Regarding the area of rice fields cultivated, it depends on the number of cultivators. The greater the number of working farmers, the narrower the land area they cultivate. Many farmers cultivate rice fields with an area of half bau (0.35 ha) or a quarter of bau (0.17 ha). In a very extreme case, the area of arable land was only 0.09 ha, which occurred in Blotongan Village, Semarang; and an area of 0.07 ha in Bugel Village, Jepara.
The “Benhgkok” Paddy-Field and the Communal Paddy-Field
The discussion of communal land in the Java region cannot be separated from the existence of “bengkok” land. The latter is a term for sawah (paddy field) which is designated for officials, where they get part of the land for their office which can be used for their personal gain. The officials in this case are divided into two groups. First, it is the indigenous officials such as regents and wedana residing in the city. Second, it is the head of the village or village officials who live in the village. The first group was obliged to obtain rice fields from apanage land, namely land that was specifically allocated for these officials by the Dutch East Indies Government. These rice fields are often referred to as “lungguh di Nanggarung” and “bengkok di Mancanegara.” (Kano, 2008).
The second type of official who is a lowly official – namely the village head who lives in the village – obtains a rice field that is designated for the village head and the village official, comes from the “bengkok” rice field, namely the village’s rice field. If the village does not have “bengkok” paddy field, the “salaries” for the lurah and village officials are taken from the communal land. Strictly speaking, part of the communal land – in fact it is most of it – was earmarked for the “salary” of the village head and village officials. Kano (2008) with refer to a survey report by the Dutch East Indies Government states, of the 808 sample villages, there are 523 villages that have land positions for village heads and village officials. However, of the total number of villages, 469 villages have occupational rice fields derived from communal land; while the villages that have “bengkok” land are only 54 villages. For this reason, communal land in most villages is allocated for the “salary” of the village head and village officials, and only a small portion of the communal land is given to smallholders, with very narrow rice fields being handed over to smallholders.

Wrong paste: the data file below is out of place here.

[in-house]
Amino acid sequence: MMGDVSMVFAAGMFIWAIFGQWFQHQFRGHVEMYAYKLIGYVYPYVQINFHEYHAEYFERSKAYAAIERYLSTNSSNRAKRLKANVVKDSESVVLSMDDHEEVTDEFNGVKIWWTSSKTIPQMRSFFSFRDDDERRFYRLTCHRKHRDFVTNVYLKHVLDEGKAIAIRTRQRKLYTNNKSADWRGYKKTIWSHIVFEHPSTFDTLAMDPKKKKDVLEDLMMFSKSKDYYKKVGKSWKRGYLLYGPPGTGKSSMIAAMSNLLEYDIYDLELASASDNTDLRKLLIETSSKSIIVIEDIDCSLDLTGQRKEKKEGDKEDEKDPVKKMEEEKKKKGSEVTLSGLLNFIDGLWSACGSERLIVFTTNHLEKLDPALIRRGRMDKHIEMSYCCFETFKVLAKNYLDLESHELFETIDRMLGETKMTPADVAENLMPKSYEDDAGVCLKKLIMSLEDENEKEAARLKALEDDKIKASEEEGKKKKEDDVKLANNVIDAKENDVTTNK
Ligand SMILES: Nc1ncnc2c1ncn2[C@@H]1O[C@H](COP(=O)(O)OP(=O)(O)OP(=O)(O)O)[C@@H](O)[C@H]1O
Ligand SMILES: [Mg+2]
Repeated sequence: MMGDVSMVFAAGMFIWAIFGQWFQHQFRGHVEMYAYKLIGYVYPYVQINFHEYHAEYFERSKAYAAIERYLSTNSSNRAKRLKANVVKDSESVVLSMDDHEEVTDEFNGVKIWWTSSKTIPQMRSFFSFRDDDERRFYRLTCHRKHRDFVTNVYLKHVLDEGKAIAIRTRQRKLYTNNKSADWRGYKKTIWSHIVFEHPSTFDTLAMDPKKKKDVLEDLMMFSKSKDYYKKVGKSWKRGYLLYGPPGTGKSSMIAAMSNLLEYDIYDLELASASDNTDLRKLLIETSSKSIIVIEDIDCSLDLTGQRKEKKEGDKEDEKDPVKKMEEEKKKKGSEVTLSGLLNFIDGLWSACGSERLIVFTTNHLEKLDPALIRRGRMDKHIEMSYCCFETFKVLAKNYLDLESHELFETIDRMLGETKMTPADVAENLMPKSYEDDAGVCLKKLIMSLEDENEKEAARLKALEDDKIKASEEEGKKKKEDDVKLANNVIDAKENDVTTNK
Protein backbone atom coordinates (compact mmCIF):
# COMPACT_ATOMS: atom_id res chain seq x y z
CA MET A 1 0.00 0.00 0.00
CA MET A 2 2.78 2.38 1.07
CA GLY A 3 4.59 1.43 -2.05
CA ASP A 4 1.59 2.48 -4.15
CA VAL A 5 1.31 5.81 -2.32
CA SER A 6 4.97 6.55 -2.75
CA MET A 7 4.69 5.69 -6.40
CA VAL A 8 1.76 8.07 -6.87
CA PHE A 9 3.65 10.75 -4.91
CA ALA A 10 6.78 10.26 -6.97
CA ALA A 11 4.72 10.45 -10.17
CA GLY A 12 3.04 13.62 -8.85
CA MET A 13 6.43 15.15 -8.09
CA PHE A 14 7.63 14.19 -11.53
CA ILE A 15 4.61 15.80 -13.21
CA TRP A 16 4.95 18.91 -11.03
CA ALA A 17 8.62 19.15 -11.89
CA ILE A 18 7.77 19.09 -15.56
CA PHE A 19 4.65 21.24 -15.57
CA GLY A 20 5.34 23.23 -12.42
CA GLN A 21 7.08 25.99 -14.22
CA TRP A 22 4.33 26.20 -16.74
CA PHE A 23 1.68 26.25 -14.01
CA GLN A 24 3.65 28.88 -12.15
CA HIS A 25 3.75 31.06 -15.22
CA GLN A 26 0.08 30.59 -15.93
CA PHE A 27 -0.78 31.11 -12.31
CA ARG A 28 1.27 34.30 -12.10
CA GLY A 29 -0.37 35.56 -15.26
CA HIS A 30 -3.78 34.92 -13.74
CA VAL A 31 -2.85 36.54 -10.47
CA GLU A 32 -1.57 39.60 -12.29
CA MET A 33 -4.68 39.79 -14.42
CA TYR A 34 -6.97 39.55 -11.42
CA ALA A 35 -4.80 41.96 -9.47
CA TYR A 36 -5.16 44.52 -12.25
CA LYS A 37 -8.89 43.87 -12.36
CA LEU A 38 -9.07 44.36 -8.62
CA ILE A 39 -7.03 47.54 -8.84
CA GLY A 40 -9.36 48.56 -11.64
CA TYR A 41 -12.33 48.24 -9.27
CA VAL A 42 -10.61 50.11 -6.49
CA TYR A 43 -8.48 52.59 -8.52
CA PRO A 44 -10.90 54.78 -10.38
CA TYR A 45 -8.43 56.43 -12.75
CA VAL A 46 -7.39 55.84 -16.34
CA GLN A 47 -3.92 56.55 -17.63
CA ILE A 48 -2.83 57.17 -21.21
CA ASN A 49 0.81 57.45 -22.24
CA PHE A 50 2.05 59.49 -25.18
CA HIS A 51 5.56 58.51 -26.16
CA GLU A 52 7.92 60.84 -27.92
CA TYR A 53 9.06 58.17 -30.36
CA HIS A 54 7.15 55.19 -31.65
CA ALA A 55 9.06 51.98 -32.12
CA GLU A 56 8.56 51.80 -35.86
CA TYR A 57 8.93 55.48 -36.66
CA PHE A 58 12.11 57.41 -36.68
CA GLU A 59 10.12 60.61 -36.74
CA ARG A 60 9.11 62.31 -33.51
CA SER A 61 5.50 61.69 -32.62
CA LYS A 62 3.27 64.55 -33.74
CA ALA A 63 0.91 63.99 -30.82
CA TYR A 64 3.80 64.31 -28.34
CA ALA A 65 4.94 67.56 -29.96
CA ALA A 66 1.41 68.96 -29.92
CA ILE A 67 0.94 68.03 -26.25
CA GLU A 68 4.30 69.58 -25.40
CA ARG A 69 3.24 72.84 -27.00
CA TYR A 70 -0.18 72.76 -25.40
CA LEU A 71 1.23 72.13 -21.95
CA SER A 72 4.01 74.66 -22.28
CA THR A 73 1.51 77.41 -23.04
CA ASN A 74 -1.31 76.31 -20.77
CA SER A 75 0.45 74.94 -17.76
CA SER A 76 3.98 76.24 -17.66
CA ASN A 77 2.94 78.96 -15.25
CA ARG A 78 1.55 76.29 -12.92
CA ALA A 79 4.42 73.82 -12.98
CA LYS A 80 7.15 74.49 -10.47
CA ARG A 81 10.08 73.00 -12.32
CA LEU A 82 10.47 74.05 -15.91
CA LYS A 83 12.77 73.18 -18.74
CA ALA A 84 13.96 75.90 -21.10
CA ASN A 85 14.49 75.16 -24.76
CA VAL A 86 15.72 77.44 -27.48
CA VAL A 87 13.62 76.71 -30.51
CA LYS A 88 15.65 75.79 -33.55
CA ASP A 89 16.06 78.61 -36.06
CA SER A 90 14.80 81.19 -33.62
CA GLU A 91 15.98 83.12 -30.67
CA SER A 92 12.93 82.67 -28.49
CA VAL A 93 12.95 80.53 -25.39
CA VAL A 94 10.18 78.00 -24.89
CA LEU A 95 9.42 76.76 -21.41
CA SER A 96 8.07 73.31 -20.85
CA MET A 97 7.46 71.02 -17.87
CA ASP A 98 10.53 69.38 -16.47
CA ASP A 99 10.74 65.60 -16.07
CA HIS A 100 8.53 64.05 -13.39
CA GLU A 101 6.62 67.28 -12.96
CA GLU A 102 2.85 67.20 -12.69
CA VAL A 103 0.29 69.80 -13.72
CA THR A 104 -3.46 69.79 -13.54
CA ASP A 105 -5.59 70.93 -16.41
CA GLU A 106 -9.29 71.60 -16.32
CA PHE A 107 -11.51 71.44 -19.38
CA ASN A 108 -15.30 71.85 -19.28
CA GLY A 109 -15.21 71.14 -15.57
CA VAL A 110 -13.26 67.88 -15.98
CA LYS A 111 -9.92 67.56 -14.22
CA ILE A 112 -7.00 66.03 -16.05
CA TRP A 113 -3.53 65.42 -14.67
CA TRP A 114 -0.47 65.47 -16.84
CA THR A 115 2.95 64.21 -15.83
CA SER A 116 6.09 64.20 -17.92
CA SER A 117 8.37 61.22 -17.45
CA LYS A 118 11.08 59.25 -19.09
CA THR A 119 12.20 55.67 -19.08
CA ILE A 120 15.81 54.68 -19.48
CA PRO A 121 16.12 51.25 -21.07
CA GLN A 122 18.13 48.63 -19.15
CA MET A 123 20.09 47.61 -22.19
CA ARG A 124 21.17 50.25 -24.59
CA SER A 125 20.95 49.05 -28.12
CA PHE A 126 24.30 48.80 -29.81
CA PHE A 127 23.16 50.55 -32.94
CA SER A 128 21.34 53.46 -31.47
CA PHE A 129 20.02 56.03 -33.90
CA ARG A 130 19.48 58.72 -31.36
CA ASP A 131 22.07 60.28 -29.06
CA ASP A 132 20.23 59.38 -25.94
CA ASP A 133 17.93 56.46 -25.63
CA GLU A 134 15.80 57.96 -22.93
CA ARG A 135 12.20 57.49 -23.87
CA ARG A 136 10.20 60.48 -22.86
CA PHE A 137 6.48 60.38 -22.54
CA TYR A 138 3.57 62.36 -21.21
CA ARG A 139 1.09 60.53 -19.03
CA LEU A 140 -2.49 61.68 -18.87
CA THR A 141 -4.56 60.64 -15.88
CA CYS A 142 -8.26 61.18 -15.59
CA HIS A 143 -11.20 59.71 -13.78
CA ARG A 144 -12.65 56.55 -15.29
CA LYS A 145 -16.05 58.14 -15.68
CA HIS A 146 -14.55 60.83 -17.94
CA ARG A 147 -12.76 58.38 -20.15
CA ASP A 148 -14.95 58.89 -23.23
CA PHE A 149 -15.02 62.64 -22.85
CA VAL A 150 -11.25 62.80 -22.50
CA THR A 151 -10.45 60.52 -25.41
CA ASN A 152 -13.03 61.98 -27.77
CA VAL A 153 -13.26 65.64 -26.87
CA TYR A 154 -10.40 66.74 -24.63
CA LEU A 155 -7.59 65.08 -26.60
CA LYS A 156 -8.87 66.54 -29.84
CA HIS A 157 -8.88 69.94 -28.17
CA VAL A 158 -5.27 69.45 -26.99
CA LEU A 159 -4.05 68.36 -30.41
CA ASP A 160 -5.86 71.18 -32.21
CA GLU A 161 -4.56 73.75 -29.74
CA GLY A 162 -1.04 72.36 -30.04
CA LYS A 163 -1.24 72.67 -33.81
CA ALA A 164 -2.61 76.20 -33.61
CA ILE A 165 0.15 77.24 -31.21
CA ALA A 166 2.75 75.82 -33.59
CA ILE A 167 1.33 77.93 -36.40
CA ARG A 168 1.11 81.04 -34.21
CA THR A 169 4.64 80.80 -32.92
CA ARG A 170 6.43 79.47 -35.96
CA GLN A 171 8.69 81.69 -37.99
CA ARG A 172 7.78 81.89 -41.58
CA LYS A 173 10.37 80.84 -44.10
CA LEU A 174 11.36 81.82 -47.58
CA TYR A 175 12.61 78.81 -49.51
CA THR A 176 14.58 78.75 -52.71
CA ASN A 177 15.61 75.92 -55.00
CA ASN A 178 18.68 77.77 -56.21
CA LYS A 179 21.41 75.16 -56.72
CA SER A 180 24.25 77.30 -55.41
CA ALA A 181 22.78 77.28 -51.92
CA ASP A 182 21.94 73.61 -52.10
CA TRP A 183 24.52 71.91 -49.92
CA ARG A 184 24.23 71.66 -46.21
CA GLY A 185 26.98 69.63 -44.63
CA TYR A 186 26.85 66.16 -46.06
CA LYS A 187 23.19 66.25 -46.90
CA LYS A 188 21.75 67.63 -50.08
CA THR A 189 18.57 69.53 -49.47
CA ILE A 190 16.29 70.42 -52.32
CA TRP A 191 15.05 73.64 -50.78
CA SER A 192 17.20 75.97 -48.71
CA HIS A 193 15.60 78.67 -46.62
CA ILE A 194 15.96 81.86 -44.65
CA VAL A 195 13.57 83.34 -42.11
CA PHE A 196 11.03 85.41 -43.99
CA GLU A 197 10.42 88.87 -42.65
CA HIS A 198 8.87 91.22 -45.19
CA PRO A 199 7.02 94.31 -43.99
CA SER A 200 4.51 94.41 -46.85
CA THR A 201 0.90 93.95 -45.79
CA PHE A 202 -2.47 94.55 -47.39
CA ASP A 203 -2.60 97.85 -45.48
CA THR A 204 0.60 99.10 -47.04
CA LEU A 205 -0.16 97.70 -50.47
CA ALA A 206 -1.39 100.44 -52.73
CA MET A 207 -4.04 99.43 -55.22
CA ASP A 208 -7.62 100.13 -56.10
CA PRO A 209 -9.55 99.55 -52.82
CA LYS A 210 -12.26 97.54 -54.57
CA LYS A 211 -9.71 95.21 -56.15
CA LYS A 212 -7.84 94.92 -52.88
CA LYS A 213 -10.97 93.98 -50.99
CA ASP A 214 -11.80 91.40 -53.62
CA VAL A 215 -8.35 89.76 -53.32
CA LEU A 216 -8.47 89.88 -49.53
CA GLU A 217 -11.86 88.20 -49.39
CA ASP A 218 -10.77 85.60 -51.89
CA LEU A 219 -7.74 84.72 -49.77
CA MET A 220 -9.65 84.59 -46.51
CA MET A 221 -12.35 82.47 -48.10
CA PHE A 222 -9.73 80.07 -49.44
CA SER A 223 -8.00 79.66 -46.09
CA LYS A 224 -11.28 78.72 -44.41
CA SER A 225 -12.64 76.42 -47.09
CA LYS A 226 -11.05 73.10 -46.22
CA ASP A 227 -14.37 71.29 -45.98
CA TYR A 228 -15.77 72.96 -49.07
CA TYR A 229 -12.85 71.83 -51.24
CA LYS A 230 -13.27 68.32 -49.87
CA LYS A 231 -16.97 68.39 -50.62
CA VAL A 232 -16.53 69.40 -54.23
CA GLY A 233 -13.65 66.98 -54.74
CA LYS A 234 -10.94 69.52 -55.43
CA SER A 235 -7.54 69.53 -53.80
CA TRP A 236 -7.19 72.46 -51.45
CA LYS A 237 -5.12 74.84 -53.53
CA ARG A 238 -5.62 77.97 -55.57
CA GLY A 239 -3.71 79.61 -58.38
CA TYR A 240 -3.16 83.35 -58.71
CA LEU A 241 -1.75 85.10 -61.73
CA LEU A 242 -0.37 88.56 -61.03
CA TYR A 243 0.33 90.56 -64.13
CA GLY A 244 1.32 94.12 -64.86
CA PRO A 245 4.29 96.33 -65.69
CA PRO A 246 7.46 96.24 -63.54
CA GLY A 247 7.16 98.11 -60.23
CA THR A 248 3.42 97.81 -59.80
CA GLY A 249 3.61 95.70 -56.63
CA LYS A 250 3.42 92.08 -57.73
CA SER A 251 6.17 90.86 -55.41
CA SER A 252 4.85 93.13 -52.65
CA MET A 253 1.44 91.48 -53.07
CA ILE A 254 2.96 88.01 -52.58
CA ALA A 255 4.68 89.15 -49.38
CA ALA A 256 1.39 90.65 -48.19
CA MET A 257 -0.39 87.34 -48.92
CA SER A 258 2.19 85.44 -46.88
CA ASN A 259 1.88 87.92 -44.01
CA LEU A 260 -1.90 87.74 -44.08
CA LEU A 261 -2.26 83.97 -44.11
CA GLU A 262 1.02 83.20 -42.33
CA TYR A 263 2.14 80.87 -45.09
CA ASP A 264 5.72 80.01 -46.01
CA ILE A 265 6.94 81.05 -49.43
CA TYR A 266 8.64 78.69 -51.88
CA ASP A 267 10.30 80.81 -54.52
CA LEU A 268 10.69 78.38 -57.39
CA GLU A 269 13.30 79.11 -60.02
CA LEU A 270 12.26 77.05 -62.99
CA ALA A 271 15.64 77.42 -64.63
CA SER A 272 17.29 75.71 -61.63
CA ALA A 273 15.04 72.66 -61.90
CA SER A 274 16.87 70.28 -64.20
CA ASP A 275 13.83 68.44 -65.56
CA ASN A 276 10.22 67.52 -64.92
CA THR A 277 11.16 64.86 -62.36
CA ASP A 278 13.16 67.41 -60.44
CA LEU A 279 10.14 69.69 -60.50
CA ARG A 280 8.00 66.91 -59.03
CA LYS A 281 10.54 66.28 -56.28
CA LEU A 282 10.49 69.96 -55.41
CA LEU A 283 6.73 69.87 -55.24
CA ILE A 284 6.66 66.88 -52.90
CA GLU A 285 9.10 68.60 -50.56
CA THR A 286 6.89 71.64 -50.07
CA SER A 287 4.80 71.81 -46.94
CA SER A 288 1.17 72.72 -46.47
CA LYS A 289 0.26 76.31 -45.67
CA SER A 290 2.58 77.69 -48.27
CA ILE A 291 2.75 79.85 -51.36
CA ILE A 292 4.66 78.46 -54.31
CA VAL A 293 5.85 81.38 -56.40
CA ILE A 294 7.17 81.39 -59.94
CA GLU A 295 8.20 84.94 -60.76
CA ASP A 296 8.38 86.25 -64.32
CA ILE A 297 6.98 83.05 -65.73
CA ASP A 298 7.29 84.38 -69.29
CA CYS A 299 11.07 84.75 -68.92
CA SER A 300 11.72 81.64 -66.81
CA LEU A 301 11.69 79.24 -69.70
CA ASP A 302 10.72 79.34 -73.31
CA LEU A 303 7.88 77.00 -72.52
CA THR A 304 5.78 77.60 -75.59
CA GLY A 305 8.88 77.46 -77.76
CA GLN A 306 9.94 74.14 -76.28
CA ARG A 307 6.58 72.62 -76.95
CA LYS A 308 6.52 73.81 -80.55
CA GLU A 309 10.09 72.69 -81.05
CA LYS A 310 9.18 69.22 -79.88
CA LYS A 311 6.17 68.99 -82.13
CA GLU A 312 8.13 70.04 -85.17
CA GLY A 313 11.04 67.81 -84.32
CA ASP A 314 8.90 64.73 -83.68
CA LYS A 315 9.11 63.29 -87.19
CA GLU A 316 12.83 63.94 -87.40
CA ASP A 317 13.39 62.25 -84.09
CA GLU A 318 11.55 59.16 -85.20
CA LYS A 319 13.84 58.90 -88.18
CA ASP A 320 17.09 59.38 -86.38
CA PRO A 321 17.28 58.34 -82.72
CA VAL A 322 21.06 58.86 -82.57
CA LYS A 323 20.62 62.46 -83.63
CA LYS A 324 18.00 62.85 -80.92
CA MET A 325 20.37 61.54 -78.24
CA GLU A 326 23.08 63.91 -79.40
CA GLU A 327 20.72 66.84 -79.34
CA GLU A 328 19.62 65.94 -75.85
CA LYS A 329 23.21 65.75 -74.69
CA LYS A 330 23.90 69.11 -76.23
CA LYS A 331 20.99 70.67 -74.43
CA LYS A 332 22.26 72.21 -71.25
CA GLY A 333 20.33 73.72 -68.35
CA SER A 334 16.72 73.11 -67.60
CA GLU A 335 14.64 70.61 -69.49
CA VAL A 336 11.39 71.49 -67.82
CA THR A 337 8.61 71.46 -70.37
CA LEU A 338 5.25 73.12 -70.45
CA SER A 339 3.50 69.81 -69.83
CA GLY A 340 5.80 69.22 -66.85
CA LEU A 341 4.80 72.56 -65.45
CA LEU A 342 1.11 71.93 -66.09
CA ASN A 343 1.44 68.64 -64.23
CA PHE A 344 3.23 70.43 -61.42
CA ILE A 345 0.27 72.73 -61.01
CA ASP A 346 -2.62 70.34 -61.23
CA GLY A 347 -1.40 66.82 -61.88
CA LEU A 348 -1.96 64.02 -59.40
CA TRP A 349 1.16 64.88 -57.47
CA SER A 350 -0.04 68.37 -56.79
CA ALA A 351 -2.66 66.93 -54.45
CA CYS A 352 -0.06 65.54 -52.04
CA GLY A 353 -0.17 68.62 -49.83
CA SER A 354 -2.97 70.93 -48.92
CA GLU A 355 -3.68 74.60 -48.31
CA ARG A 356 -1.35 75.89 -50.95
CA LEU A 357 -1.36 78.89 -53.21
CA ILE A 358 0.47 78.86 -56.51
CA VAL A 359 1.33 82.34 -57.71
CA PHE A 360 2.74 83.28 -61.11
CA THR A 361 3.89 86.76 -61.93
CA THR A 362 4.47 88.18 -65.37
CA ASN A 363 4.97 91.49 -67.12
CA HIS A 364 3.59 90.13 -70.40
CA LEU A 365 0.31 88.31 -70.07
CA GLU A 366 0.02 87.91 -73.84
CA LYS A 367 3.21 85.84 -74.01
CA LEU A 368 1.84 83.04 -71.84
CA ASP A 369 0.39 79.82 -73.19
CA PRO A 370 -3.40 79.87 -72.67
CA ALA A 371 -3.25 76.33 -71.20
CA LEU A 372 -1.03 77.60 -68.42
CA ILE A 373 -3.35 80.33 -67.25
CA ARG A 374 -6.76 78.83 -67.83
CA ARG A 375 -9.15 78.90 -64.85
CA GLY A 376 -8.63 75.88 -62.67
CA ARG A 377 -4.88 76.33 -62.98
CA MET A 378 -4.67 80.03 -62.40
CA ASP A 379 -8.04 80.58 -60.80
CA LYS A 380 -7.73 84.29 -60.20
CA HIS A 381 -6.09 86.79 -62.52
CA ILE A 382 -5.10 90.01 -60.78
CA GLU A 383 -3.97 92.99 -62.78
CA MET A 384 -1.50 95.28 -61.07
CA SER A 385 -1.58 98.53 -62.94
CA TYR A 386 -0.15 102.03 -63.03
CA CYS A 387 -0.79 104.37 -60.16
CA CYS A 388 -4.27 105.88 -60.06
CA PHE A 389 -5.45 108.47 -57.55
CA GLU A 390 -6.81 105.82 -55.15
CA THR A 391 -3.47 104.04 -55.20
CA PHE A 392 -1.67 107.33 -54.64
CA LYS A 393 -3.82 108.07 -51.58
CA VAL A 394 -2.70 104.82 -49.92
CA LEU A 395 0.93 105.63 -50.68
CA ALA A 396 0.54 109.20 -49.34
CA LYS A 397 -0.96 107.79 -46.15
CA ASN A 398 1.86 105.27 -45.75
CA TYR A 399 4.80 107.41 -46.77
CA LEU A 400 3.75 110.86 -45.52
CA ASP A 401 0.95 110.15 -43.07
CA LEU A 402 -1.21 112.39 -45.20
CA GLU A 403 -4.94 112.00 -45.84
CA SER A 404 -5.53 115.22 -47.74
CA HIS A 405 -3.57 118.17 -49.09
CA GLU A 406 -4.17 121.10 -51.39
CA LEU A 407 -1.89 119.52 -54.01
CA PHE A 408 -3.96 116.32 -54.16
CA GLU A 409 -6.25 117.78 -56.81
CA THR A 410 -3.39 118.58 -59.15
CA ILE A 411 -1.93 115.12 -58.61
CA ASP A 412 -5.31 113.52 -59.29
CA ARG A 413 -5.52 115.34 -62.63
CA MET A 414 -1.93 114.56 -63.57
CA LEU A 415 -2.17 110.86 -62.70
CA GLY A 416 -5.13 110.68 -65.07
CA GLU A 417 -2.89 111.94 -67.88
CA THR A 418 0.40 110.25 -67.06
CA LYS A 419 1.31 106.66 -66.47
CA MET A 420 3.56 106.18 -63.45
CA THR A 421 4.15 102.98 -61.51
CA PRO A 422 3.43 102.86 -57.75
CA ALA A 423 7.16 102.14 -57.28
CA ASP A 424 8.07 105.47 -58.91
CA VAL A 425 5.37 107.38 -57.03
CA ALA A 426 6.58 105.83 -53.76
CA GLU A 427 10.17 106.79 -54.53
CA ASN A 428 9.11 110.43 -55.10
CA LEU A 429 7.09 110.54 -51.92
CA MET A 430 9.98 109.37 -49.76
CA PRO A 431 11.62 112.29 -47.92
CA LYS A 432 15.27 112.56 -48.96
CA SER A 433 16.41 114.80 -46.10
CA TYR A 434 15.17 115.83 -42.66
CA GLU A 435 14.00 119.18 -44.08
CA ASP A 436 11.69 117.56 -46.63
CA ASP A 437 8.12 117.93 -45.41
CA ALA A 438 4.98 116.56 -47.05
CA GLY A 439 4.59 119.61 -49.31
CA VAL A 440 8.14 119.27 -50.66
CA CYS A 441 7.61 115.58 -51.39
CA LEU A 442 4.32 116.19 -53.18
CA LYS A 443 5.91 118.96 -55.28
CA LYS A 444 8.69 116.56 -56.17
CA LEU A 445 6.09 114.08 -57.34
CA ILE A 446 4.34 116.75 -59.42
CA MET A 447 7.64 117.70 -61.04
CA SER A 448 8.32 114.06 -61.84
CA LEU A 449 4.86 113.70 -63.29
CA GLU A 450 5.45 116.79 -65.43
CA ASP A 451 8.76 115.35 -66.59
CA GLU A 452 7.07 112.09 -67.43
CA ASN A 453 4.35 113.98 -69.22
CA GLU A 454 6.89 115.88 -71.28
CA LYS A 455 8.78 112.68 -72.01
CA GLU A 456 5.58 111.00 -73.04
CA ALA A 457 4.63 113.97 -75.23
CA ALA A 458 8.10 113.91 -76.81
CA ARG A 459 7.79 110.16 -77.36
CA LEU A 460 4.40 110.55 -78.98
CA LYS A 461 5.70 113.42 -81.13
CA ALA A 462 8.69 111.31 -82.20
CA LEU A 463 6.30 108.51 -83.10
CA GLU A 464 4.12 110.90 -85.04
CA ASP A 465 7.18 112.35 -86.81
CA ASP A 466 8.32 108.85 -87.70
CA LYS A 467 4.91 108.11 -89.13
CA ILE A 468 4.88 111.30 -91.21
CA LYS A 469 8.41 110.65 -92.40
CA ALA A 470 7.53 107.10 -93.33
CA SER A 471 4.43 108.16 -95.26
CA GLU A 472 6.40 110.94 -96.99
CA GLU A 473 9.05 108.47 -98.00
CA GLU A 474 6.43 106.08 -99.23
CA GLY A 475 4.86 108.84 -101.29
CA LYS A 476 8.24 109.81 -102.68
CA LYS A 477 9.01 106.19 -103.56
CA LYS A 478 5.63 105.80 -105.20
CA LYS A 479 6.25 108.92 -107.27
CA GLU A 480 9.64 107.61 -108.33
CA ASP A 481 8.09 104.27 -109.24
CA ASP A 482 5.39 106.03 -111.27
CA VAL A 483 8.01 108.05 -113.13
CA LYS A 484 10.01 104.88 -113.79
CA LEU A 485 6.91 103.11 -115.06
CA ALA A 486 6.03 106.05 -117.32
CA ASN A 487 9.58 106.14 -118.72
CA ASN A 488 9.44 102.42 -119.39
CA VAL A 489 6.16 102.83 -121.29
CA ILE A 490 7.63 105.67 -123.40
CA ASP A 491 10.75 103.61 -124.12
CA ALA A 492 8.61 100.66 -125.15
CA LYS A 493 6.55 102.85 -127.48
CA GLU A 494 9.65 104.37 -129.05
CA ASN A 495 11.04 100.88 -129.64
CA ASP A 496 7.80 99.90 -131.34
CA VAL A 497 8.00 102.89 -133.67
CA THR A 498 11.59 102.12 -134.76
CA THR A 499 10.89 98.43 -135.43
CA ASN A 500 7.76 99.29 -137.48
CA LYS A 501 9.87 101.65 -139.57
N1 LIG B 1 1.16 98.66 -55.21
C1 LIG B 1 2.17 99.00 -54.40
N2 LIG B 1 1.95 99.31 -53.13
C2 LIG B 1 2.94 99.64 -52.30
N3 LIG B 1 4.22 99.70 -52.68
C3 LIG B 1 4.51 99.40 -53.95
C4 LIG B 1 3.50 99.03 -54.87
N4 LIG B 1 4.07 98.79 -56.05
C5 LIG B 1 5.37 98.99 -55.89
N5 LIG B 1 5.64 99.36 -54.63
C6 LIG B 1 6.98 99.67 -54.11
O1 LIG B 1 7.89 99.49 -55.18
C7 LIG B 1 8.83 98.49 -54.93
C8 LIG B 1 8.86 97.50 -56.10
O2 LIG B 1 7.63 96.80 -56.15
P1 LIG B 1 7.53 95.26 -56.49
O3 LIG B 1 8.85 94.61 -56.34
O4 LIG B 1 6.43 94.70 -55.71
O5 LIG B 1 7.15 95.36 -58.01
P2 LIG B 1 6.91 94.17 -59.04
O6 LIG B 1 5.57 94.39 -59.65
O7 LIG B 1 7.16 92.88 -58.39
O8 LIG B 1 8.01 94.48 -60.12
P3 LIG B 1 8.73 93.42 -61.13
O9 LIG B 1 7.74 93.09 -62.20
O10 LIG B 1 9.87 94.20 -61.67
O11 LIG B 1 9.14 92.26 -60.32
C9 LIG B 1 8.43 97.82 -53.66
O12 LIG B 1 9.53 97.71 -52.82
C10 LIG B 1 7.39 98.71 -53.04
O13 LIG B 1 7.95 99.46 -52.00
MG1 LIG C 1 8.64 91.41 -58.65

Thus, the land in Java which is most important and is the basis for their livelihood is the paddy field, not the dry land or fish ponds. The rice fields are a symbol of social status for their owners. The size of rice fields owned is related to the high social status of the owner. In terms of ownership, the rice fields are divided into two parts, namely individual and communal rice fields. The individual rice fields are made by individual creativity, and it seems that these individual rice fields need to be the focus of discussion in looking at the continuity of agricultural land in the modern era. The communal rice fields were partially devoted in history to village heads and village officials, and a small portion was left to individual smallholders, either full-time or part-time cultivators. The “bengkok” rice fields, which are the rice fields designated for village heads and village officials, are not large in number compared to communal rice fields.***
Kano, Hiroyoshi (2008), “Sistem Pemilikan Tanah dan Masyarakat Desa di Jawa pada Abad XIX,” [“The System of Land Ownership and Village Communities in Java in the XIX Century],”in SMP Tjondronegoro and Gunawan Wiradi (editor), Dua Abad Penguasaan Tanah: Pola Penguasaan Tanah Pertanian di Jawa dari Masa ke Masa [Two Ages of Land Tenure: The Pattern of Agricultural Land Control in Java from Time to Time]. Jakarta: Yayasan Obor Indonesia;
Rahardjo (2017), Pengantar Sosiologi Pedesaan dan Pertanian [Introduction to Rural and Agricultural Sociology] Yogyakarta: Gadjah Mada University Press.
Scott, James C. (2019), Moral Ekonomi Petani: Pergolakan dan Subsistensi di Asia Tenggara [Moral Economy of Peasant: Upheaval and Subsistence in Southeast Asia], Jakarta: LP3ES.